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Farida Khelfa

Farida KhelfaFarida Khelfa, born on the 23rd of May 1960 in Vénissieux, Lyon, France is an actress , director of documentaries and former supermodel of Franco-Algerian descent known for Paris (2008), The Diving Bell and the Butterfly (2007) and Bluebeard (2009).

Born in Vénissieux to Algerian parents, Khelfa grew up in the Lyon suburbs surrounded by eight brothersand sisters. Her own father, an illiterate railway worker, resented her love of books. Her mother could read but, like her husband, struggled to accept modern ways in a country where they felt like unwelcome strangers.

Aspiring to a different kind of life, she ran away to Paris at the age of 16 to live with her sister Djemila where until she became of majority age, she was considered a runaway.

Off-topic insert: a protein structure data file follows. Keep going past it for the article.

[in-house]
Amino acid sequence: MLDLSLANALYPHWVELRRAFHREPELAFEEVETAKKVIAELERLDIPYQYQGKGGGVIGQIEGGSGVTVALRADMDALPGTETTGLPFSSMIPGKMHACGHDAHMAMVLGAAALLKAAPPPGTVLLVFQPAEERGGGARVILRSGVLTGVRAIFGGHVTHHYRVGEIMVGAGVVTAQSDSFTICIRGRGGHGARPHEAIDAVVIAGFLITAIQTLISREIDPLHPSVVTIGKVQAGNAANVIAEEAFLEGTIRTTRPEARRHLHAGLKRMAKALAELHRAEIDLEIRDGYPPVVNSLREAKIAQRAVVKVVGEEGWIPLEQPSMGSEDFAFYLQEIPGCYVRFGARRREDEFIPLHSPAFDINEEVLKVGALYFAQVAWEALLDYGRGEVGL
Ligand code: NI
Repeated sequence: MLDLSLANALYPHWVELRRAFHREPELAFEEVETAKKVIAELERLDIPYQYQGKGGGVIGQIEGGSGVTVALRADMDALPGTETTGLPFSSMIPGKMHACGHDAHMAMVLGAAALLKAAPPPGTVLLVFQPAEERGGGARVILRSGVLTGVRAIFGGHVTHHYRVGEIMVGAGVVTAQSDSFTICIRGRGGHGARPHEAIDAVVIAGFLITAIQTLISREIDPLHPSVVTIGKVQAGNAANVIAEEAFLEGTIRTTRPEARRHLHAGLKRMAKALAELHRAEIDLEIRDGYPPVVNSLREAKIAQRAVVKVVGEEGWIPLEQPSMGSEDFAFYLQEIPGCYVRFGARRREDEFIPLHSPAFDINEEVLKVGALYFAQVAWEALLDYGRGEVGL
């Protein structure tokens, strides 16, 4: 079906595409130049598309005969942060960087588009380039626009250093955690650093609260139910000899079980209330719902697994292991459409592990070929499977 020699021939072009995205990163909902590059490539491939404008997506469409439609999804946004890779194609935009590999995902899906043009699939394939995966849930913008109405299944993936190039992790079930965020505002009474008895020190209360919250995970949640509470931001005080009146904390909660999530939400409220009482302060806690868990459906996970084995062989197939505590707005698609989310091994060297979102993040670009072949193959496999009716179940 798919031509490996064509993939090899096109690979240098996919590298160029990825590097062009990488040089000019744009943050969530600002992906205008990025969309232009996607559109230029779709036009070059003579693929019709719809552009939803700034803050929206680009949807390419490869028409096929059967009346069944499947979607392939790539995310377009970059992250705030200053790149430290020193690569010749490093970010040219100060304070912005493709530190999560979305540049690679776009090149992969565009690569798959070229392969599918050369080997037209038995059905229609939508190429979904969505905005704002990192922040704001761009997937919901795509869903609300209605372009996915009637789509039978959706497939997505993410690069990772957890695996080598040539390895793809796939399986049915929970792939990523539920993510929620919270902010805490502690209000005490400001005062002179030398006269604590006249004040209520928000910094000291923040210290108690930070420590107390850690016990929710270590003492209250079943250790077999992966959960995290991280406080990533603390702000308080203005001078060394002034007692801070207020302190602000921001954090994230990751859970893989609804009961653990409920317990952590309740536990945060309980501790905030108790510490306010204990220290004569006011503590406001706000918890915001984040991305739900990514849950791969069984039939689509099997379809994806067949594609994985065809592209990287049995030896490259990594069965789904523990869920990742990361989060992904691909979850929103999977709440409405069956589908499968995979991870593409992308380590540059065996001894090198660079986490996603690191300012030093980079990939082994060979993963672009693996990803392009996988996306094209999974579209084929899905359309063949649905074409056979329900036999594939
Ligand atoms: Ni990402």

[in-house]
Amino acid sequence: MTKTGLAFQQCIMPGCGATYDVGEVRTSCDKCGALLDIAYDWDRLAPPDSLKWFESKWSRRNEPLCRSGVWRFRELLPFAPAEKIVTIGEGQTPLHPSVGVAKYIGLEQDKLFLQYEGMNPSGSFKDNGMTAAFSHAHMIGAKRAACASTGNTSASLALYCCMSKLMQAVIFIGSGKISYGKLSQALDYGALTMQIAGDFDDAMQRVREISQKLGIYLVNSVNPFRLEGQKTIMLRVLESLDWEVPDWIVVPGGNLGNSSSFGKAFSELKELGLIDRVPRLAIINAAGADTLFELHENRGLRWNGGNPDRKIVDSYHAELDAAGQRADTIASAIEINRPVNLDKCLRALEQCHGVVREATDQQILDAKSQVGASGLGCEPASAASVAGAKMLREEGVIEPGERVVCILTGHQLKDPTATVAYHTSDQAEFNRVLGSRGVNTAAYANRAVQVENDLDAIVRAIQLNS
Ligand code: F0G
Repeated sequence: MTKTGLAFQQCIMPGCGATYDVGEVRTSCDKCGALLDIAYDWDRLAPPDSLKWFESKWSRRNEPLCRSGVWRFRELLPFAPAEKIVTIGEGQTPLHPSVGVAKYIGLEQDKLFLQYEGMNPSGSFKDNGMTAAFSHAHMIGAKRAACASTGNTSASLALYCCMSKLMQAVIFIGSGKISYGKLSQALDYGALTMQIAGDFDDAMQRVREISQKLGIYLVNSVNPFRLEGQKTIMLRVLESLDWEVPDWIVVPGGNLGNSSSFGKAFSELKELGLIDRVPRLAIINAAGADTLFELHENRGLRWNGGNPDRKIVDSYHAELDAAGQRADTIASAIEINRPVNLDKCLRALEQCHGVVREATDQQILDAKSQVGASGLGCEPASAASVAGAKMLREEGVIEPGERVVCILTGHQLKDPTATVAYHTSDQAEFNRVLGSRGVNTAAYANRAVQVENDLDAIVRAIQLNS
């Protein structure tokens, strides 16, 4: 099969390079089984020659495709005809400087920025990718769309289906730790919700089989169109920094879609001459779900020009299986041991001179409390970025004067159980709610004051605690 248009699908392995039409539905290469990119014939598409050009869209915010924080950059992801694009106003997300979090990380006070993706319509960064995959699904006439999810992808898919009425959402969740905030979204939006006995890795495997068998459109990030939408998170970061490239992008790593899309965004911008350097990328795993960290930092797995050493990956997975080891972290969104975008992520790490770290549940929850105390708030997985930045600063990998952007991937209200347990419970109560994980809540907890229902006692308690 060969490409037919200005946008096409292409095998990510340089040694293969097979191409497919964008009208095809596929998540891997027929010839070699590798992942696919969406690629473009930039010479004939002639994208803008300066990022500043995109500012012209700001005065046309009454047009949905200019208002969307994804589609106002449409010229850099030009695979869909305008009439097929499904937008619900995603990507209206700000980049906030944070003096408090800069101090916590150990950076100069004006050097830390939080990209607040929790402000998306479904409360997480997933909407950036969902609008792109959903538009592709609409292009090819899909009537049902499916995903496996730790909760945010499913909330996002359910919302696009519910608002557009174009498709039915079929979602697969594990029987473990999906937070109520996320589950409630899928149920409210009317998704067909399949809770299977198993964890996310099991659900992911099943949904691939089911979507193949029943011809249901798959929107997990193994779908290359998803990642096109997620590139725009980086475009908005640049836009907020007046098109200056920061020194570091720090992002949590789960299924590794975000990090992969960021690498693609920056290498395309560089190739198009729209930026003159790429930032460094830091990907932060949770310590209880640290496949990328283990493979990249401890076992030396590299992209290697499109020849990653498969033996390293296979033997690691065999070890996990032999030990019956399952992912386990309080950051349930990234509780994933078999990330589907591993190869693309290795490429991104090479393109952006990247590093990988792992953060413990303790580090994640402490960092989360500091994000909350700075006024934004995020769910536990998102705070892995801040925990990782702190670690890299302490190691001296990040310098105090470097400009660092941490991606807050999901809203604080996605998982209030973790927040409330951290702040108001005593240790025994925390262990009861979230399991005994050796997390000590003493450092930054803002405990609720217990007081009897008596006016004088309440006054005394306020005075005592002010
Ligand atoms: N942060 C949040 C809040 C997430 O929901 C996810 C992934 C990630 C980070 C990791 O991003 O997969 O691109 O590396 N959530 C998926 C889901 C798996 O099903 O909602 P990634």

In the French capital, she made several encounters. Shoe designer Christian Louboutin became her best friend. Together, they went out at night to party at the famous Palace.

Her personality, her allure, her silhouette and her beauty, far removed from the aesthetics of her era, defined her as a young woman whom nobody could ignore.

She became a model thanks to the coutourier Jean Paul Gaultier in 1979 who noticed her and asked her to partake in his fashion show.

This first catwalk experience jump-started her modeling career. After that she was often present on the runways of the most talented designers of that generation: Jean-Paul Gaultier, Azzedine Alaïa, Thierry Mugler.